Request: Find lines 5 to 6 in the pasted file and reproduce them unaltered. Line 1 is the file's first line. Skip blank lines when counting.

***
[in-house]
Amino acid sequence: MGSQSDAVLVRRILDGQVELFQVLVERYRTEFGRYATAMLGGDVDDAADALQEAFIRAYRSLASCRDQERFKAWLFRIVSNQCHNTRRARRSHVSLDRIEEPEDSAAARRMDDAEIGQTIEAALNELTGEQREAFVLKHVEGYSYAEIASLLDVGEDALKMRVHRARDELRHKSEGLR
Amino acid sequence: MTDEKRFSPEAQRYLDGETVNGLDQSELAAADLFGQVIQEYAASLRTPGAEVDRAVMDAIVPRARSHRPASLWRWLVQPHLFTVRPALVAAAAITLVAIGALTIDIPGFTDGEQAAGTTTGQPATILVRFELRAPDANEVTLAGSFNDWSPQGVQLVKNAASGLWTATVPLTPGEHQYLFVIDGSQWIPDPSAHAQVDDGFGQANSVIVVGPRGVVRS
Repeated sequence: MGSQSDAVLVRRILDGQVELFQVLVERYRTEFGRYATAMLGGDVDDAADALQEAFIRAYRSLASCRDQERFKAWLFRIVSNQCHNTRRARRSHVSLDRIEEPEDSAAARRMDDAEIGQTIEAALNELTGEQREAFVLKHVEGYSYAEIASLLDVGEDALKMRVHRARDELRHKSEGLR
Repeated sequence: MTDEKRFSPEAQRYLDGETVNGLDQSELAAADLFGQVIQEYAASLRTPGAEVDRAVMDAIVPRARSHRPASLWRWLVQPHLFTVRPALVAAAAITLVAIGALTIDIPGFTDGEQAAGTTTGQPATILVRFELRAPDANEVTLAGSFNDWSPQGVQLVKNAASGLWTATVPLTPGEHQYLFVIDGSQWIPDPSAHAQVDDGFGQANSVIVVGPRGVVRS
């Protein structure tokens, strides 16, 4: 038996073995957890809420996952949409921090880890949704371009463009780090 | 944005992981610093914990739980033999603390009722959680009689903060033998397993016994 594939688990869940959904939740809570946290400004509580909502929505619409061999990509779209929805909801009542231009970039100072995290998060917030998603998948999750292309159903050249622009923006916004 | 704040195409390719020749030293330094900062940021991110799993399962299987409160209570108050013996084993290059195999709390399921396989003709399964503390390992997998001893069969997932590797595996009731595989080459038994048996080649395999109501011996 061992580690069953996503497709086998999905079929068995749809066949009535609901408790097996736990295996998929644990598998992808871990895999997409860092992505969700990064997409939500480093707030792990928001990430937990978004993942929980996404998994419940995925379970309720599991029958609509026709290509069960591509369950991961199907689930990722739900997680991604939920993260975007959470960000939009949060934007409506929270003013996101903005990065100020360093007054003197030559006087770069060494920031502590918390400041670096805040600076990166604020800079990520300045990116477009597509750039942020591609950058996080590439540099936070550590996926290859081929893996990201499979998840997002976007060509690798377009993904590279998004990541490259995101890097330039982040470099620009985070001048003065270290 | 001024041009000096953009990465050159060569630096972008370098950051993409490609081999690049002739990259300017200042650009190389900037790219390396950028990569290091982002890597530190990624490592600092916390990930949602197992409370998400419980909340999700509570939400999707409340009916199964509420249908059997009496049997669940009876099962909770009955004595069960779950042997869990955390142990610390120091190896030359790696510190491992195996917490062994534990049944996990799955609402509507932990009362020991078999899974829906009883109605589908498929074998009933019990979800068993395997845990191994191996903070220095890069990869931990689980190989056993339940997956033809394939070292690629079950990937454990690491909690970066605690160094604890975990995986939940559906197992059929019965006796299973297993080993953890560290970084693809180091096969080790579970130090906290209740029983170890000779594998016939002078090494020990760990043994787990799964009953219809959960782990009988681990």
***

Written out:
Repeated sequence: MTDEKRFSPEAQRYLDGETVNGLDQSELAAADLFGQVIQEYAASLRTPGAEVDRAVMDAIVPRARSHRPASLWRWLVQPHLFTVRPALVAAAAITLVAIGALTIDIPGFTDGEQAAGTTTGQPATILVRFELRAPDANEVTLAGSFNDWSPQGVQLVKNAASGLWTATVPLTPGEHQYLFVIDGSQWIPDPSAHAQVDDGFGQANSVIVVGPRGVVRS
């Protein structure tokens, strides 16, 4: 038996073995957890809420996952949409921090880890949704371009463009780090 | 944005992981610093914990739980033999603390009722959680009689903060033998397993016994 594939688990869940959904939740809570946290400004509580909502929505619409061999990509779209929805909801009542231009970039100072995290998060917030998603998948999750292309159903050249622009923006916004 | 704040195409390719020749030293330094900062940021991110799993399962299987409160209570108050013996084993290059195999709390399921396989003709399964503390390992997998001893069969997932590797595996009731595989080459038994048996080649395999109501011996 061992580690069953996503497709086998999905079929068995749809066949009535609901408790097996736990295996998929644990598998992808871990895999997409860092992505969700990064997409939500480093707030792990928001990430937990978004993942929980996404998994419940995925379970309720599991029958609509026709290509069960591509369950991961199907689930990722739900997680991604939920993260975007959470960000939009949060934007409506929270003013996101903005990065100020360093007054003197030559006087770069060494920031502590918390400041670096805040600076990166604020800079990520300045990116477009597509750039942020591609950058996080590439540099936070550590996926290859081929893996990201499979998840997002976007060509690798377009993904590279998004990541490259995101890097330039982040470099620009985070001048003065270290 | 001024041009000096953009990465050159060569630096972008370098950051993409490609081999690049002739990259300017200042650009190389900037790219390396950028990569290091982002890597530190990624490592600092916390990930949602197992409370998400419980909340999700509570939400999707409340009916199964509420249908059997009496049997669940009876099962909770009955004595069960779950042997869990955390142990610390120091190896030359790696510190491992195996917490062994534990049944996990799955609402509507932990009362020991078999899974829906009883109605589908498929074998009933019990979800068993395997845990191994191996903070220095890069990869931990689980190989056993339940997956033809394939070292690629079950990937454990690491909690970066605690160094604890975990995986939940559906197992059929019965006796299973297993080993953890560290970084693809180091096969080790579970130090906290209740029983170890000779594998016939002078090494020990760990043994787990799964009953219809959960782990009988681990």